Media Appearance: KSTP News on Mortgage Fraud

by Alex Stenback on December 10, 2007

At 1PM today, a press conference will be held to announce criminal charges against two suspects in yet another mortgage fraud ring in the Twin Cities.  The suspects, Donald L. Walthall,  40, of Anoka, and Rahmeen D. Underwood,  30, of Minnetonka, both of Universal Mortgage Inc. (which you might remember from this Story) were arrested Friday.  From the Strib:

…[I]n what has become a widening mortgage fraud investigation involving hundreds of properties…[R]ecords showed that Universal has been at the center of a web of transactions where a small group of investors, including several Universal employees, bought rental properties and quickly resold many at above-market prices.

We’ll be sitting down with KSTP’s Bob McNaney after the presser to discuss the impact of this latest round of mortgage fraud charges, how it may impact you, and how you can avoid getting caught up in one of these scams.  We expect the piece to air at 5PM 6PM on KSTP, but will update here if this changes. 

{ 2 comments… read them below or add one }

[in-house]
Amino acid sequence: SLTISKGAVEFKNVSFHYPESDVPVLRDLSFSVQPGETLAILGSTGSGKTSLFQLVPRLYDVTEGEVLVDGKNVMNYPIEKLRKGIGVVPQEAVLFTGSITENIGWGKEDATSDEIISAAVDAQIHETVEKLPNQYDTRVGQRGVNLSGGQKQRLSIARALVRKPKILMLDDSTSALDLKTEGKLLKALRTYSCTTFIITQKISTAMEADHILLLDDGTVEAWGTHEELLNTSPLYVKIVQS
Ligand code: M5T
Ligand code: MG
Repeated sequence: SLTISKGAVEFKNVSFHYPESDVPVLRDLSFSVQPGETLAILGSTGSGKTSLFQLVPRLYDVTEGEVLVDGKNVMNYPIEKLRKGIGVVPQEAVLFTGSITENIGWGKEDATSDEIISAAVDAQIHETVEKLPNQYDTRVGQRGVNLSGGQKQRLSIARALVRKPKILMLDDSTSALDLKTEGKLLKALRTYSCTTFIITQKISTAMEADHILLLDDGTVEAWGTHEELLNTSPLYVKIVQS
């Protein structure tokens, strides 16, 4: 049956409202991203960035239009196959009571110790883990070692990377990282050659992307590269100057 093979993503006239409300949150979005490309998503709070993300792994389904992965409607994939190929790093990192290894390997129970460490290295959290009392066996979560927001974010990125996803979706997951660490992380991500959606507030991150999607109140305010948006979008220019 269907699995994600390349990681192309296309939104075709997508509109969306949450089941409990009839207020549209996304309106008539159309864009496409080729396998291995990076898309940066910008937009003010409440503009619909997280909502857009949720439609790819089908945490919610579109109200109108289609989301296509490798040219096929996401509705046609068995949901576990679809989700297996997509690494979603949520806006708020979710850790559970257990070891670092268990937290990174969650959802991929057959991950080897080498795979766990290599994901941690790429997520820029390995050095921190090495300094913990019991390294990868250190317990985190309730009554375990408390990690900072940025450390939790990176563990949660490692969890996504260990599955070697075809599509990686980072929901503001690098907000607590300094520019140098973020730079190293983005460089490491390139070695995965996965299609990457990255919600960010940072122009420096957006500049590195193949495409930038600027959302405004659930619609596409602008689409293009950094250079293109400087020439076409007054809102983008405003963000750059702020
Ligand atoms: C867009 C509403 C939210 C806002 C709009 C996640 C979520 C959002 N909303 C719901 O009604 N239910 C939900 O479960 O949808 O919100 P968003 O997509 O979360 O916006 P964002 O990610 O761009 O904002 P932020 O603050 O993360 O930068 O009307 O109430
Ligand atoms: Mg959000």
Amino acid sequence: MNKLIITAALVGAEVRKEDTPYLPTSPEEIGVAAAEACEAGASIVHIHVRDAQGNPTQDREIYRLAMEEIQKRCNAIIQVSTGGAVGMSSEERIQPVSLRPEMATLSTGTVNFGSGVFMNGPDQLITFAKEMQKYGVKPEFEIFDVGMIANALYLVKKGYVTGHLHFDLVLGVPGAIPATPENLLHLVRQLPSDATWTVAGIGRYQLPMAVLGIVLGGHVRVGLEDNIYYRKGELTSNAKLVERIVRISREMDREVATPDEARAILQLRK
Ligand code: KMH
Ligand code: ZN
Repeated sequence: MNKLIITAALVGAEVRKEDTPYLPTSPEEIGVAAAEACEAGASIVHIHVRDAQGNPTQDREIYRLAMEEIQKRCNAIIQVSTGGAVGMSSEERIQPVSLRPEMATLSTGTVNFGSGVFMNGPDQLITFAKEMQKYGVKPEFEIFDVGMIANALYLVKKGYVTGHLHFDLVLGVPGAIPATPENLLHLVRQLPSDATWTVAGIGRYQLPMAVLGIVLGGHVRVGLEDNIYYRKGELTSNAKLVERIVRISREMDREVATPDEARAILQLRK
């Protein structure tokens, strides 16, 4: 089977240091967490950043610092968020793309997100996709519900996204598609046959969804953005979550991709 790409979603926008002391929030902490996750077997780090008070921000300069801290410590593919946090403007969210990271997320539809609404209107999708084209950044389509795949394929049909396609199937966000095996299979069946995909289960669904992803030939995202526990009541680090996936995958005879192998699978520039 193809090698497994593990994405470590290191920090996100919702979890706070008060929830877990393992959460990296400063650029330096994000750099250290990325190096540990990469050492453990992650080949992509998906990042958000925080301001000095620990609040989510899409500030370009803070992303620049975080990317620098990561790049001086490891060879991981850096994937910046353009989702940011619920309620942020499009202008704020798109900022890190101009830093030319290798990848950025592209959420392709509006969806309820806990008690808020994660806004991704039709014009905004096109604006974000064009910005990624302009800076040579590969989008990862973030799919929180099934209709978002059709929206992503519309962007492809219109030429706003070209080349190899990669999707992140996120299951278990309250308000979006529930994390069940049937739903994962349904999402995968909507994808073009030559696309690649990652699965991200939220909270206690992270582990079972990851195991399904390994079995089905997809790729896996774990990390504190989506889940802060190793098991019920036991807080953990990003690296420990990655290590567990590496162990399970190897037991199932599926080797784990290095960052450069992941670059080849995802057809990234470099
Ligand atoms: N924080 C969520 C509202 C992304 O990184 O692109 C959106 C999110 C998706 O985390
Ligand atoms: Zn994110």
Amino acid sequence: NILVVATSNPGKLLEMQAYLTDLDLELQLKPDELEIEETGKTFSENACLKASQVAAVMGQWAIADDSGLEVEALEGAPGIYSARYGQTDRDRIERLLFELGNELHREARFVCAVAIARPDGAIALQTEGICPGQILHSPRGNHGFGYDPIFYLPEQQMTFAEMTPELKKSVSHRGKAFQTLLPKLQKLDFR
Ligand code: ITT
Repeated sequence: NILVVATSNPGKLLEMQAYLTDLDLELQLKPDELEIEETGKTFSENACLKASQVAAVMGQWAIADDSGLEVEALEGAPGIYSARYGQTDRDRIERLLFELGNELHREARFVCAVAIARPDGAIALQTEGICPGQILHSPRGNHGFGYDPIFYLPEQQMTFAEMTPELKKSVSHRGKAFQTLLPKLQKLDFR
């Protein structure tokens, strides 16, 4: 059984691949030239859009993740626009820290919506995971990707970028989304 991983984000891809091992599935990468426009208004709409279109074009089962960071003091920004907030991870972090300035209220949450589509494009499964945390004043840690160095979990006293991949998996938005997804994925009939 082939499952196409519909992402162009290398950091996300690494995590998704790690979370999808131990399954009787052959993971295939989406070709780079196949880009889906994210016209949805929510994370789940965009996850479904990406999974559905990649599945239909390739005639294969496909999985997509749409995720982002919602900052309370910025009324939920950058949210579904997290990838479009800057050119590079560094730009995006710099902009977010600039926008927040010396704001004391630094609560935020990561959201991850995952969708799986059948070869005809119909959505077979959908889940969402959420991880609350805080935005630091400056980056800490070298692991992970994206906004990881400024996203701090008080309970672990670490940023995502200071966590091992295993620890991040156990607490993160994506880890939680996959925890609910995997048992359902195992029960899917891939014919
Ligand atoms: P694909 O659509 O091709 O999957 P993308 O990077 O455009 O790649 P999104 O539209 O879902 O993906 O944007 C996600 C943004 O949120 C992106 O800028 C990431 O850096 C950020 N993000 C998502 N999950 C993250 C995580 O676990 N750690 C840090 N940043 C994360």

John Hoff December 10, 2007 at 1:35 pm

My big question: could this impact title and the ability to get title insurance? I mean, if a known scammer owned the house and pulled off scams through that act of ownership, how does a buyer know there isn’t other title floating around out there that will surface and make life messy?

Title insurance is like auto insurance: it’s nice to know you have it, but who wants to actually find themselves using it?

Editor/Alex December 10, 2007 at 2:49 pm

Probably too early to tell whether we’ll see any pull-back in the availability of title insurance, though we have heard that title insurance claims are up. Our guess is that title insurance rates may get more expensive.

Actually, title insurance isn’t much like auto insurance at all. There are no monthly premiums, and it is insurance against something that has, or may have, already happened (just not discovered via a title examination.)

Most homeowners don’t care if they have to use title insurance – it is a one time premium, paid at closing, so it’s not like their rates are raised after a claim. Title problems can be a messy PITA, but there is zero hesitation to “use” that insurance should a claim come up.

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